That he knew you well enough to see you coming and recognize you right away,
And that he tore himself away from whatever he was doing to call out to you.
What’s it like to stand on the sidewalk and have God yell out your name?
It’s a little stunning, sure.
But now you can see that God is trying to tell you something. Something specific.
Not just hello; it’s almost like he’s trying to have a conversation with you.
So you stand there on the sidewalk, craning your neck uncomfortably upward,
Trying to hear what you can, but the traffic is just too loud.
So you make the universal symbol for “What? I can’t hear you”
So God yells out, really loud, so you can hear it:
I said, Come on up! I want to see you!
Take the elevator to the seventh floor! It’s apartment 712!
You go in; the lobby of the building is tasteful – modern architecture;
Somewhere there’s a Stevie Wonder song playing;
You find the elevator; you get on; you push 7; it starts to move, quickly.
And in the time it takes to reach its destination, you only have a second to wonder:
What’s this all about?
Why this? Why now? Why me?
The elevator stops; you get out;
The Lord God Almighty and Merciful is standing in the doorway of number 712,
Waving you in, overjoyed to see you! Turns out, he’s a bit of a hugger.
You go in; it’s nice, not too cluttered; sensible; well lit; comfortable furniture;
You walk down a hall and pass an office, where you sneak a peek:
You see a phone, a laptop, a TV and remote, a desktop scheduler,
And those old-fashioned In and Out boxes,
Which at first appear to be empty, but then you see
Little faint galaxies of light fading on and off in each of them.
Down the hall, past the kitchenette, and into the living room,
You see God has a dog and a cat and a bird all getting along perfectly well,
And a few framed photos on the wall: Moses, Adam and Eve, that sort of thing.
On the far wall under the open window, there’s a picture of you, an eight-by-ten,
Taken at – well, it looks like some party, at least a few years ago.
In the photo, you’re red-faced and hamming it up,
Spurring the people around you to fits of laughter.
“That,” God says, pointing at the photo of you,
“That was taken shortly after your – wait, do you remember?”
You don’t. He drops the subject.
There’s tea. Heady, aromatic, green tea.
Biscuits and cheeses and dates and Girl Scout cookies on a plate in front of you.
“I am so glad I saw you,” God says, and blushes a little.
“Actually, I confess I’ve been watching for most of the day already,
Hoping you’d come around the corner.”
“Watching, for me?” you say. “What, am I in some kind of trouble?”
“No, no, not at all,” God says. “I just really wanted to get to know you better.”
When he says it, it feels like some small revolution of thought.
Like there’s a part of you deep down inside
That’s just clawing to get out and go crawl up in his lap and take a nap.
You take a thoughtful sip of tea. This buys you a few seconds.
“I think there’s been a mistake,” you say.
“I’m, uh, … I’m an Episcopalian, and, uh…
I mean, isn’t there a book I could read or a conference I could go to, or …?
Has the bishop gotten to you? Because I really did not mean what I said to him about –”
He interjects: “Look, you can forget about all those labels for a minute.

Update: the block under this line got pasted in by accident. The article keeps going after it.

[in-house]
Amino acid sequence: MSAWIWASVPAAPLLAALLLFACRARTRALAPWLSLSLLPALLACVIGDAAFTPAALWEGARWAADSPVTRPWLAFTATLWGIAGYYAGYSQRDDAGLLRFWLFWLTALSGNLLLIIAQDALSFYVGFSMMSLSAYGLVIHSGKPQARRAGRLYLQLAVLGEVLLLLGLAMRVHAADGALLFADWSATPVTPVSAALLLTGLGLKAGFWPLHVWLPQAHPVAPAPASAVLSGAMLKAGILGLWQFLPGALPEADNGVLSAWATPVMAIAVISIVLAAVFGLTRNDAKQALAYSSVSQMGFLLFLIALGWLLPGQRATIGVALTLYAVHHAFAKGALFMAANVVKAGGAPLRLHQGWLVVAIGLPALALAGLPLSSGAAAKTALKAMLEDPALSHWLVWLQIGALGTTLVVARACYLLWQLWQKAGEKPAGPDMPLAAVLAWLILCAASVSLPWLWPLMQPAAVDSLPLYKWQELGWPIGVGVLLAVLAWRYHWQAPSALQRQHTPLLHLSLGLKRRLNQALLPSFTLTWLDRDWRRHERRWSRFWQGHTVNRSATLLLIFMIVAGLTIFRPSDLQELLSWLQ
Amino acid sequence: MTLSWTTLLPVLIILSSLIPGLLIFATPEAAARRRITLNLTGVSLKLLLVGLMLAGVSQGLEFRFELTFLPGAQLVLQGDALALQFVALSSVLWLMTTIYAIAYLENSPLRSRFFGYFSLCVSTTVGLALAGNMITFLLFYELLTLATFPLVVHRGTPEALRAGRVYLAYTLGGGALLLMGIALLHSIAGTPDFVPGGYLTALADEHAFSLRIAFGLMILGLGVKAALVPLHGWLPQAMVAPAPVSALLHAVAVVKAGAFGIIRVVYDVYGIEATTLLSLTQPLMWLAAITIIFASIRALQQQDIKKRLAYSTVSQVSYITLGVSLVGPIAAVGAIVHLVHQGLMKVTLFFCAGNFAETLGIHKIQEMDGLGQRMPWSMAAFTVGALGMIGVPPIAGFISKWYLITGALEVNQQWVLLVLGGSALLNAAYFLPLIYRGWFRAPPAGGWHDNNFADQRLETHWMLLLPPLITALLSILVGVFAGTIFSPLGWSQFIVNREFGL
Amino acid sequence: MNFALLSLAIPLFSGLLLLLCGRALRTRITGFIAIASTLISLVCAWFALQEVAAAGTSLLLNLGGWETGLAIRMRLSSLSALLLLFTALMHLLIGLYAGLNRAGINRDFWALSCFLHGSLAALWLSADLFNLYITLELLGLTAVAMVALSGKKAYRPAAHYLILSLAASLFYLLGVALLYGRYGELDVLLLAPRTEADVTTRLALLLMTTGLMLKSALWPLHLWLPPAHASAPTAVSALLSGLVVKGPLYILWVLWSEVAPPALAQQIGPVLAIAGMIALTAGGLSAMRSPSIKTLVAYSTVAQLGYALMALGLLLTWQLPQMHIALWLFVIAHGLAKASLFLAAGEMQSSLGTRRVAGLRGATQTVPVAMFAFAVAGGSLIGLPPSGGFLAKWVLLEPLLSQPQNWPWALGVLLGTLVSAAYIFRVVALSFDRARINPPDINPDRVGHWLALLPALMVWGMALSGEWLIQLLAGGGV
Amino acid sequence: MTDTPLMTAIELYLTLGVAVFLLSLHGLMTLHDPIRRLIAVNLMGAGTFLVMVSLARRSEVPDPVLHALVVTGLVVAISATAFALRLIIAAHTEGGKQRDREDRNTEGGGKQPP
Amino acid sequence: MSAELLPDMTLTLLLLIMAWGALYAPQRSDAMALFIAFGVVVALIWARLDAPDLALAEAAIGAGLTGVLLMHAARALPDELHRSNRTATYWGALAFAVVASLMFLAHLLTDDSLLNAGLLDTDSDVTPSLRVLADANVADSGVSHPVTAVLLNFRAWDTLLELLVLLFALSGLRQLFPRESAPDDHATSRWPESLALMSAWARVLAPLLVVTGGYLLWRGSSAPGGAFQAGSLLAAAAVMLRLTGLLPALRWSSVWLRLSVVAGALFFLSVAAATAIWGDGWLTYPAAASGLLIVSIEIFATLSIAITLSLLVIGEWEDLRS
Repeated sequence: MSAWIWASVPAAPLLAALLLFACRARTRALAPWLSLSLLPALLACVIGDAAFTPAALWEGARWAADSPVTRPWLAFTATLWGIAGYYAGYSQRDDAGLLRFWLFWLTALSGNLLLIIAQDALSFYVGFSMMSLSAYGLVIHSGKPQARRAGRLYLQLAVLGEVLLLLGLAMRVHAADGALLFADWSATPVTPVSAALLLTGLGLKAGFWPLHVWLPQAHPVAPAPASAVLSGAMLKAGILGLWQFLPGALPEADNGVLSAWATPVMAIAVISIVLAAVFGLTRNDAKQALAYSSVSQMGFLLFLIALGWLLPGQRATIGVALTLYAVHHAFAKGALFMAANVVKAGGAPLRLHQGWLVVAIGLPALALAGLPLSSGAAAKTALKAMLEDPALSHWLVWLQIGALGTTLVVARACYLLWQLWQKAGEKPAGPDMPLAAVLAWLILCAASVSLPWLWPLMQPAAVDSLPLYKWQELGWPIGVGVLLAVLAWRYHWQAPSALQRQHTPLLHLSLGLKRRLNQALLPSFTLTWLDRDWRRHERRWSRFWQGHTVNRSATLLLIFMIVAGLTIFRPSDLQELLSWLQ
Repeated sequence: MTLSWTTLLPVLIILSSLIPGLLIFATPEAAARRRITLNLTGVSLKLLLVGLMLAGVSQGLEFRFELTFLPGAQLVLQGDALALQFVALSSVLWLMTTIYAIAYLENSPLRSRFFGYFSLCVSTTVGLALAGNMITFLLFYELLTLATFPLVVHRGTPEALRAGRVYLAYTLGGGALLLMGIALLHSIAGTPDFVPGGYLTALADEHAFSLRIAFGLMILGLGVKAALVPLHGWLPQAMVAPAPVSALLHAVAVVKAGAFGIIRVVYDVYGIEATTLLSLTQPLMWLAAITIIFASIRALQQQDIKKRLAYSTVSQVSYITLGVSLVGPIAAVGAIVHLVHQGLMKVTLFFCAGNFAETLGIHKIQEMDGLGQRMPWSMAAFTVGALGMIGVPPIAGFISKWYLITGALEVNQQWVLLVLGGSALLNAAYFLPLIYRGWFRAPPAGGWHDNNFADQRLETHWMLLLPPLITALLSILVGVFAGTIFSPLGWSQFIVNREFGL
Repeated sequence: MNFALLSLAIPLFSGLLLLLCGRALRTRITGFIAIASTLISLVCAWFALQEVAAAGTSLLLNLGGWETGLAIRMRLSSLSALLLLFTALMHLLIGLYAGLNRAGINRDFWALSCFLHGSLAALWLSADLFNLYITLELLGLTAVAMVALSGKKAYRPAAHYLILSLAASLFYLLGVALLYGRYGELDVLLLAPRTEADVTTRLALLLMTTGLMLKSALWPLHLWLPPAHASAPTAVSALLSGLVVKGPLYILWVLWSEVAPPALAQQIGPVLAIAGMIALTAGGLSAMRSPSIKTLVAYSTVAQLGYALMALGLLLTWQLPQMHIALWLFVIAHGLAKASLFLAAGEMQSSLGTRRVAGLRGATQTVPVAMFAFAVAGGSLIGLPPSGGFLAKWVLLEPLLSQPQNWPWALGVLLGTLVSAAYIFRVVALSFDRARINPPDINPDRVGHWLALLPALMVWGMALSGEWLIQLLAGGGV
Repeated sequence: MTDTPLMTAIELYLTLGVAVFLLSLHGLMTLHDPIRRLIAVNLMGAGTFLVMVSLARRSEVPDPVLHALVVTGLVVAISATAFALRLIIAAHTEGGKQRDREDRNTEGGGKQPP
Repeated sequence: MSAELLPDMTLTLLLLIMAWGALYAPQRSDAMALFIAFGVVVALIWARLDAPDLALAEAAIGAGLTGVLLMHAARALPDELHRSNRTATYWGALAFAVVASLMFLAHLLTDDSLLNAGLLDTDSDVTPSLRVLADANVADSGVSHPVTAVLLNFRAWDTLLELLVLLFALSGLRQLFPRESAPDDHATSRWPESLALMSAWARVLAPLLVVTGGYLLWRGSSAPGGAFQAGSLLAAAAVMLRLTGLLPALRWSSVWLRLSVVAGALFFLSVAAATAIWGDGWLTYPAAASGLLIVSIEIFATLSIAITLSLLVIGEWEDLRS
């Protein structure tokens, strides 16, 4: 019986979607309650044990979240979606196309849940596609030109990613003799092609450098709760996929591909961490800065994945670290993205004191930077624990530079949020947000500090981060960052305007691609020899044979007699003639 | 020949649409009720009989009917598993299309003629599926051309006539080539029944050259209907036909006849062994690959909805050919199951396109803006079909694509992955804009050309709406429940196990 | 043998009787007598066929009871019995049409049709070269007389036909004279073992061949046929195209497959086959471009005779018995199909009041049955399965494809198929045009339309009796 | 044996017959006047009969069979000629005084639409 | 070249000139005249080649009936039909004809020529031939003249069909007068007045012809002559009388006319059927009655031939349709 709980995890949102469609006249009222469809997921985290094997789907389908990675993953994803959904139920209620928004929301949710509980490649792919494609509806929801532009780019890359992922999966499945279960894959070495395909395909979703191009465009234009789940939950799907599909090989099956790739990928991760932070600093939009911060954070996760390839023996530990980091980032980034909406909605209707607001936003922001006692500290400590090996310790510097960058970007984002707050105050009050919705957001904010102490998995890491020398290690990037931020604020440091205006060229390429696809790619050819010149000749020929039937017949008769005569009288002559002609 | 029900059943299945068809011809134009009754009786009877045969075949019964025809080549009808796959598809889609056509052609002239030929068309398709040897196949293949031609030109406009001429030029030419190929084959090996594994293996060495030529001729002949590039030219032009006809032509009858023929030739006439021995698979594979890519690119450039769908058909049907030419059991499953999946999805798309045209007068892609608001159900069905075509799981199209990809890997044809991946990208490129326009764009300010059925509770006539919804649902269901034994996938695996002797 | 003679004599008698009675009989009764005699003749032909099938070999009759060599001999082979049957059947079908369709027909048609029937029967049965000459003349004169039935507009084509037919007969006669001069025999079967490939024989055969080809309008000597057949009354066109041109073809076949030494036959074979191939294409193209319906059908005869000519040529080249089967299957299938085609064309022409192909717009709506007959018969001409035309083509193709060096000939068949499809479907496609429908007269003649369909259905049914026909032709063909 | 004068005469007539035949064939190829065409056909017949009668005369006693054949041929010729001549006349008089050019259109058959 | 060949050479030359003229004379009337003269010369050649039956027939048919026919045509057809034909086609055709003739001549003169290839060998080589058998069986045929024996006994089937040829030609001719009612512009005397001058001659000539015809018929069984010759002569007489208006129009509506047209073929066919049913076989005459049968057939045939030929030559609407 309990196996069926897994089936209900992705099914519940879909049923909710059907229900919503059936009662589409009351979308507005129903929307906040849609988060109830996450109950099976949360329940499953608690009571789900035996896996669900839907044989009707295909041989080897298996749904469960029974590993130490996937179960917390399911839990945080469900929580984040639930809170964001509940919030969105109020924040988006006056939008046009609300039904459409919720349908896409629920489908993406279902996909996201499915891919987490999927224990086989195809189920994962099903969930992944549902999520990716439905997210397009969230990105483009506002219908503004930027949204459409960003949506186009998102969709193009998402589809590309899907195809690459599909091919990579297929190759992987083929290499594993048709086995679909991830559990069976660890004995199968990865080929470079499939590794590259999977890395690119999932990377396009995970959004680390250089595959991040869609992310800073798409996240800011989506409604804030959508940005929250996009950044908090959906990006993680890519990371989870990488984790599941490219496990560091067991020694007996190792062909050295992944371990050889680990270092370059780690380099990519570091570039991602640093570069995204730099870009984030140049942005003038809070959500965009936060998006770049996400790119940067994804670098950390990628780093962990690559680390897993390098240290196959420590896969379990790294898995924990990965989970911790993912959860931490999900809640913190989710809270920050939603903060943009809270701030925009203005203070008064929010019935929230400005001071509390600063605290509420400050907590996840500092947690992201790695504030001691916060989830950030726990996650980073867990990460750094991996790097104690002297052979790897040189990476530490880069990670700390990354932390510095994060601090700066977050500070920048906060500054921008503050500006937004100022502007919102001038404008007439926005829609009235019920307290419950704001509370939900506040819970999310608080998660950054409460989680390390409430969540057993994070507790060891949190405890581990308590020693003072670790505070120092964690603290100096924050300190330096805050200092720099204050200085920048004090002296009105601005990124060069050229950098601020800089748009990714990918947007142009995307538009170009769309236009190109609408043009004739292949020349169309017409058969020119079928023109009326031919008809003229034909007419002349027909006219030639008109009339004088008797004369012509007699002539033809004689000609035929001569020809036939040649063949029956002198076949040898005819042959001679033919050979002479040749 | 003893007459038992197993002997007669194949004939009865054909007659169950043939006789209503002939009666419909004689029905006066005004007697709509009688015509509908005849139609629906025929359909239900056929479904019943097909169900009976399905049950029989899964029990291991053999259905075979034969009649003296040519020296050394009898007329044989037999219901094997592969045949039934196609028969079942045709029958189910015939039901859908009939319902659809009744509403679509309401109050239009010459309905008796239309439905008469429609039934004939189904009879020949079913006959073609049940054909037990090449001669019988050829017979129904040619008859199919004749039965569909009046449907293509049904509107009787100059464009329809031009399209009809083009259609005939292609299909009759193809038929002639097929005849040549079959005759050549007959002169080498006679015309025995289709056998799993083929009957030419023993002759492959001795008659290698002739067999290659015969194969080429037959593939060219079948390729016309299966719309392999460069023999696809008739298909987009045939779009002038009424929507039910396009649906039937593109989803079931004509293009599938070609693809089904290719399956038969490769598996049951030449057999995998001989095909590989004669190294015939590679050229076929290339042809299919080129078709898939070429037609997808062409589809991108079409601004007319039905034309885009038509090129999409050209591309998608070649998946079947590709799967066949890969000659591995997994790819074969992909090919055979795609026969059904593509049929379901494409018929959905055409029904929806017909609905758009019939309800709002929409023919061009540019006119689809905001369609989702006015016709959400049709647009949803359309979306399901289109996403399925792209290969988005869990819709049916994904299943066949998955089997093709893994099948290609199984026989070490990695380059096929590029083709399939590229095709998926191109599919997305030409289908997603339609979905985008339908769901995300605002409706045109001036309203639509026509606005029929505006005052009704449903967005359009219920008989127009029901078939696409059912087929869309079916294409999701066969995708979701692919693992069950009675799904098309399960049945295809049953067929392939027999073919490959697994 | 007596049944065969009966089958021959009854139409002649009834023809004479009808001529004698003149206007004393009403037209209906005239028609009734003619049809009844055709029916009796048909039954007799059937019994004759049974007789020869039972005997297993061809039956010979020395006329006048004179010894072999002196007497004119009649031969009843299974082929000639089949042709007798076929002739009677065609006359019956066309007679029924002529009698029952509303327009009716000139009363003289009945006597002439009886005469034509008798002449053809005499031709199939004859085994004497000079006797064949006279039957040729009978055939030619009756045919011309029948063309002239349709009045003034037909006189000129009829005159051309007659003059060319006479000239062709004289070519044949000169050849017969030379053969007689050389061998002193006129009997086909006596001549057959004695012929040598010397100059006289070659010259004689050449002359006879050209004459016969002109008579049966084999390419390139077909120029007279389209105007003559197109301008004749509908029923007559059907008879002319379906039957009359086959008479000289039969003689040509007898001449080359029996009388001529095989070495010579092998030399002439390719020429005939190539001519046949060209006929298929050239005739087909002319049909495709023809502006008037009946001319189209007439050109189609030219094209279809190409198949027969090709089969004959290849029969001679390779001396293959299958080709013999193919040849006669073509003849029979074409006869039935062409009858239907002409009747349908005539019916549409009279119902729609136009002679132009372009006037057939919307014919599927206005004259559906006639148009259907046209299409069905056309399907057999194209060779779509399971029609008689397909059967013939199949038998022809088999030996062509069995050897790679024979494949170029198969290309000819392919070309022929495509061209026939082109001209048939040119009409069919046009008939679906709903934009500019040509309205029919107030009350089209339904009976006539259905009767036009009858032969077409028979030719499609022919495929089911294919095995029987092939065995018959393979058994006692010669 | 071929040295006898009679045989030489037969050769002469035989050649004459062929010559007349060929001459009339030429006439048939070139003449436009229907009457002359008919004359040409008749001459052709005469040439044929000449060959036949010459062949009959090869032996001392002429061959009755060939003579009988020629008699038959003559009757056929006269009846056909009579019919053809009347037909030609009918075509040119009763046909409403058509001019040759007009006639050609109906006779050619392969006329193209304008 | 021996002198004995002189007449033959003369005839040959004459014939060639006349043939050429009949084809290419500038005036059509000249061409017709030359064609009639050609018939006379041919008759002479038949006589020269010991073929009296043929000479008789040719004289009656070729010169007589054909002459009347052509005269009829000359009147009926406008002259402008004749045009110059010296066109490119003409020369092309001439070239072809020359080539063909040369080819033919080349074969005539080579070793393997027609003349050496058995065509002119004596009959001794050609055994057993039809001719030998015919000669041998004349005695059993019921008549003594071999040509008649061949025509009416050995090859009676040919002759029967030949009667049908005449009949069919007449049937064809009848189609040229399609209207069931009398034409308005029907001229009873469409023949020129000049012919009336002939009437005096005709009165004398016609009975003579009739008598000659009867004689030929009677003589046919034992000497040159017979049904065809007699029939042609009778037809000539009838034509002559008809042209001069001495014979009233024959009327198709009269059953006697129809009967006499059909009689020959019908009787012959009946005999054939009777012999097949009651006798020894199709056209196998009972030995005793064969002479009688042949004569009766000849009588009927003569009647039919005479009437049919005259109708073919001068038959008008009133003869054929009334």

I made you; I created you; I want to know you, and I want you to know me. That’s all.”
He wants to know you better. That’s the second time he’s said that.
“No offense? Lord?” you say, “but don’t you already know everything about me?”
God takes a savoring drink of tea. He sits back in his chair.
The look on his fath is both introspective and a little sad.
“There is a kind of knowing,” he says,
“That can only be created by when both parties make it together –
What I long for with you
Is the deepest possible union and charity and love and respect.
Friendship, in other words:
I want for both of us to walk along as old, old friends.
We need to spend a little more time together, though, before that happens.”
It sounds simple the way he says it.
It’s just a few sentences about what he wants.
It doesn’t sound like dogma or some political position
Or a statement issued by a body of learnéd churchmen somewhere.
It just rolls out plain, like the fact that it is, and it comes to rest between the two of you.
The silence is palpable.
“By the way,” God says, “that’s an invitation, not a commandment.
You can take it if you want. I hope you do.
Why on earth you wouldn’t, is beyond me.”
“When you talk to me,” he says, “that’s called prayer.
You don’t have to fancy it up with all kinds of forms or addresses.
You just talk and I’ll listen.”
He raises a finger.
“And I sincerely hope,” he says, “that you’ll do the same for me.
The listening part especially.
I hope you’ll leave lots of big spaces in our conversations for you to listen.”
You take it in. You hear it. Is there anything you need to say?
Although, when you think about it, is there anything you don’t need to say?
The busyness, the frenetic energy that brought you downtown have dissipated.
Seemingly necessary appointments, forgotten.
There’s a quiet yet almost electric hum in the air between the two of you.
It becomes quite clear that there’s all the time in the world.
The tea is still warm, the cookies uneaten.
It’s a lovely morning in June, and the windows are open.
You find yourself saying, “What do you want to know?”
In the days and weeks and months and years that stretch from that conversation,
You find it just rolling on.
It didn’t stop when you left Apartment 712 that day,
Or went to lunch that day,
Or went to bed that night,
Or for that matter, went anywhere, did anything, encountered anyone.
Wherever you went, it just kept going on:
You talking, God listening; God talking, you listening.
One long beautiful unbroken conversation between old friends.